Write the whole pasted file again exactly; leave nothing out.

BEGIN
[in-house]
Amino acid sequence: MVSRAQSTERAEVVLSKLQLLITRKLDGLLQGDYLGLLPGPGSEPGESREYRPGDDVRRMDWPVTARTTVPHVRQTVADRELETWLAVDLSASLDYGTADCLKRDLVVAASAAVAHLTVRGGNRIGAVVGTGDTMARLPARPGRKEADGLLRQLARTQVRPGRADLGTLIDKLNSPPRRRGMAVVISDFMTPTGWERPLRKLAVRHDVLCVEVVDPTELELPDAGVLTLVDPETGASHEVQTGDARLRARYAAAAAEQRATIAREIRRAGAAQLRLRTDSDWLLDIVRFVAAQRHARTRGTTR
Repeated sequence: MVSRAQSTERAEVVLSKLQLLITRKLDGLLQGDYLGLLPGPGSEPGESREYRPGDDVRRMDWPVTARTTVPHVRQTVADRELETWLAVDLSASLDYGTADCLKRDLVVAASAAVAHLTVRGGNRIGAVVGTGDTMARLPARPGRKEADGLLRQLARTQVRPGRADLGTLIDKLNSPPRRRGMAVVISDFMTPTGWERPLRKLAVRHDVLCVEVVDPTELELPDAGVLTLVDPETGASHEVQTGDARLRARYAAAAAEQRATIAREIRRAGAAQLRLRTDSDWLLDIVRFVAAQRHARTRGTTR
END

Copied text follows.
[in-house]
Amino acid sequence: MVSRAQSTERAEVVLSKLQLLITRKLDGLLQGDYLGLLPGPGSEPGESREYRPGDDVRRMDWPVTARTTVPHVRQTVADRELETWLAVDLSASLDYGTADCLKRDLVVAASAAVAHLTVRGGNRIGAVVGTGDTMARLPARPGRKEADGLLRQLARTQVRPGRADLGTLIDKLNSPPRRRGMAVVISDFMTPTGWERPLRKLAVRHDVLCVEVVDPTELELPDAGVLTLVDPETGASHEVQTGDARLRARYAAAAAEQRATIAREIRRAGAAQLRLRTDSDWLLDIVRFVAAQRHARTRGTTR
Repeated sequence: MVSRAQSTERAEVVLSKLQLLITRKLDGLLQGDYLGLLPGPGSEPGESREYRPGDDVRRMDWPVTARTTVPHVRQTVADRELETWLAVDLSASLDYGTADCLKRDLVVAASAAVAHLTVRGGNRIGAVVGTGDTMARLPARPGRKEADGLLRQLARTQVRPGRADLGTLIDKLNSPPRRRGMAVVISDFMTPTGWERPLRKLAVRHDVLCVEVVDPTELELPDAGVLTLVDPETGASHEVQTGDARLRARYAAAAAEQRATIAREIRRAGAAQLRLRTDSDWLLDIVRFVAAQRHARTRGTTR